There are so many things that three instruments can do like that. Albert Lee wants to be in the band. I don't know whether to have another young guy in the band.

Albert, Ritchie (Blackmore) and I did an album a few years ago, that Green Bullfrog — it was great, we really had good fun.

For the other guitarist as well, I've kind of approached Alan Parker of Blue Mink, he's a great player as well, but I was thinking seriously, we've got a bit of maturity in the band with Albert and me, I think we might try and get a young cat in.

Why were you thinking of the three guitar thing?

Musically there's so much you can do with three guitars in a "band", you get a guy who plays solo in a thing that he is not at home in and it doesn't sound right, no matter what. With three guitars we can cover anything we get into. There won't be a weak spot in anything we play.

All you have to do is find a real powerhouse drummer and the right bass player.

Well, we're thinking of Ian Wallace on drums, and the bass player - I'm not too sure yet - I like the young kid in Dragonfly.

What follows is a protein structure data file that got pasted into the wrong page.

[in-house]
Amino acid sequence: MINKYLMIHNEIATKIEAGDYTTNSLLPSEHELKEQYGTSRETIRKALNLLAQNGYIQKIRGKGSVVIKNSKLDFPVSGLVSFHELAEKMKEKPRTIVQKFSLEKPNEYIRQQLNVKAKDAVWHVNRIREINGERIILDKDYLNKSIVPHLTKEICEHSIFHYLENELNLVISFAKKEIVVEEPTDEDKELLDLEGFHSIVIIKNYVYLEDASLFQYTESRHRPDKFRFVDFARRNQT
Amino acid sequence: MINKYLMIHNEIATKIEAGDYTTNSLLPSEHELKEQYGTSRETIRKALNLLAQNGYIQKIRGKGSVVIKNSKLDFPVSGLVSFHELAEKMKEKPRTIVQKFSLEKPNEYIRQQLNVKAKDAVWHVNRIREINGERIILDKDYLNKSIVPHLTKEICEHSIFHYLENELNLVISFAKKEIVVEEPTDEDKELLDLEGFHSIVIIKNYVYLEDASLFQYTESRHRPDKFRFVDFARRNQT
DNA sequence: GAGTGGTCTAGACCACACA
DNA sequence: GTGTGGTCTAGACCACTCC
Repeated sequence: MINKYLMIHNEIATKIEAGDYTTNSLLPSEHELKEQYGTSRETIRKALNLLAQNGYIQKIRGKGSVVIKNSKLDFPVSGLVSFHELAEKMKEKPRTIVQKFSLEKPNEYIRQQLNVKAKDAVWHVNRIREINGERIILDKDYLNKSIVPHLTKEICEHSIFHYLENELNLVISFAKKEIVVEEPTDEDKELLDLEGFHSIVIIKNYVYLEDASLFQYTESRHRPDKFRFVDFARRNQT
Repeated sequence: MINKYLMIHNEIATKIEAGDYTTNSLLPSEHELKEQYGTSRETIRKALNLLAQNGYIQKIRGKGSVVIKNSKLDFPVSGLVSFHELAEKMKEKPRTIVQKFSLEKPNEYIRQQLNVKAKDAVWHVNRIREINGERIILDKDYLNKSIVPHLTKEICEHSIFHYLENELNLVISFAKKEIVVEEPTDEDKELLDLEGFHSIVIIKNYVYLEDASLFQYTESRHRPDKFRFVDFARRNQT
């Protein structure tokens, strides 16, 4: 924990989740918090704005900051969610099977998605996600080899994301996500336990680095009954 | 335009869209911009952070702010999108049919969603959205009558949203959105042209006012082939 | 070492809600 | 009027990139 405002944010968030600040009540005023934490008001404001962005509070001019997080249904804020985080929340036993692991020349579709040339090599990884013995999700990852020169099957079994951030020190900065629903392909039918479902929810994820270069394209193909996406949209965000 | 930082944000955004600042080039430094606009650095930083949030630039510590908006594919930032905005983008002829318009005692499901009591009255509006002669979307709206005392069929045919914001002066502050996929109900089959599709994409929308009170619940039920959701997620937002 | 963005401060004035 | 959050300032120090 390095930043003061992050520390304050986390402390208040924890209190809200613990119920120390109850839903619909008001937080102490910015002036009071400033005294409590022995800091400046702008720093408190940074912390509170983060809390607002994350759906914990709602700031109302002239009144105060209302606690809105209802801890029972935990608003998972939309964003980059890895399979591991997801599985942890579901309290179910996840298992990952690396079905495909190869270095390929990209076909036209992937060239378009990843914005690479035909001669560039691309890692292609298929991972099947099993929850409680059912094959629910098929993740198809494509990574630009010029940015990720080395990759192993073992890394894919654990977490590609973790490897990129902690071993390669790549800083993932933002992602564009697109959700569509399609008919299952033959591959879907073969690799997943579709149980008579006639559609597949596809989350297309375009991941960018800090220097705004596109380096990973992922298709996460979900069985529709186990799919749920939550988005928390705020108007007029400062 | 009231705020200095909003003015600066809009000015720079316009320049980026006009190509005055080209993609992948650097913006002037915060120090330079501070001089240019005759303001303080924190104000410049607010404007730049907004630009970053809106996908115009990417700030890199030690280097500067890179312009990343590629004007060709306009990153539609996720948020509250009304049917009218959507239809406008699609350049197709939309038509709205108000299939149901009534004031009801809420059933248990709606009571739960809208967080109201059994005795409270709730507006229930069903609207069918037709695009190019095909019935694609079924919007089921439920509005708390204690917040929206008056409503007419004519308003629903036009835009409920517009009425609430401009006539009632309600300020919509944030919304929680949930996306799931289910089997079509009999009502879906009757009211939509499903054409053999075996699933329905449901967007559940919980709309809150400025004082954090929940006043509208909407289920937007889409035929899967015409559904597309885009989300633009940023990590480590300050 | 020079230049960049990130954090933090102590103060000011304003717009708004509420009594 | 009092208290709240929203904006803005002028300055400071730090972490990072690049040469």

I can't help but wonder why this hasn't happened before.

Well, what you've got to understand is that I've been associated all my life in recording for other people and once you've had ten years of that, it's very difficult to be accepted outside of that.

I wanted to mention that — Jimmy Page did that, didn't he?

Yeah, well, I was going to try and be with Zeppelin at one time. Anyway it's coming on now it's going to be there.

How do you play together, do you know each other well enough?

Yeah, there's been a mutual respect between Ritchie, Albert and myself for a long time now. You see, I let my chops go playing sessions, but I still had the musical ability. I had more musical ability really than Ritchie and Albert. In that maturity, I really could guide them into things where they normally wouldn't go.

Do you think you're endangering them by doing something like The Bay City Rollers Show?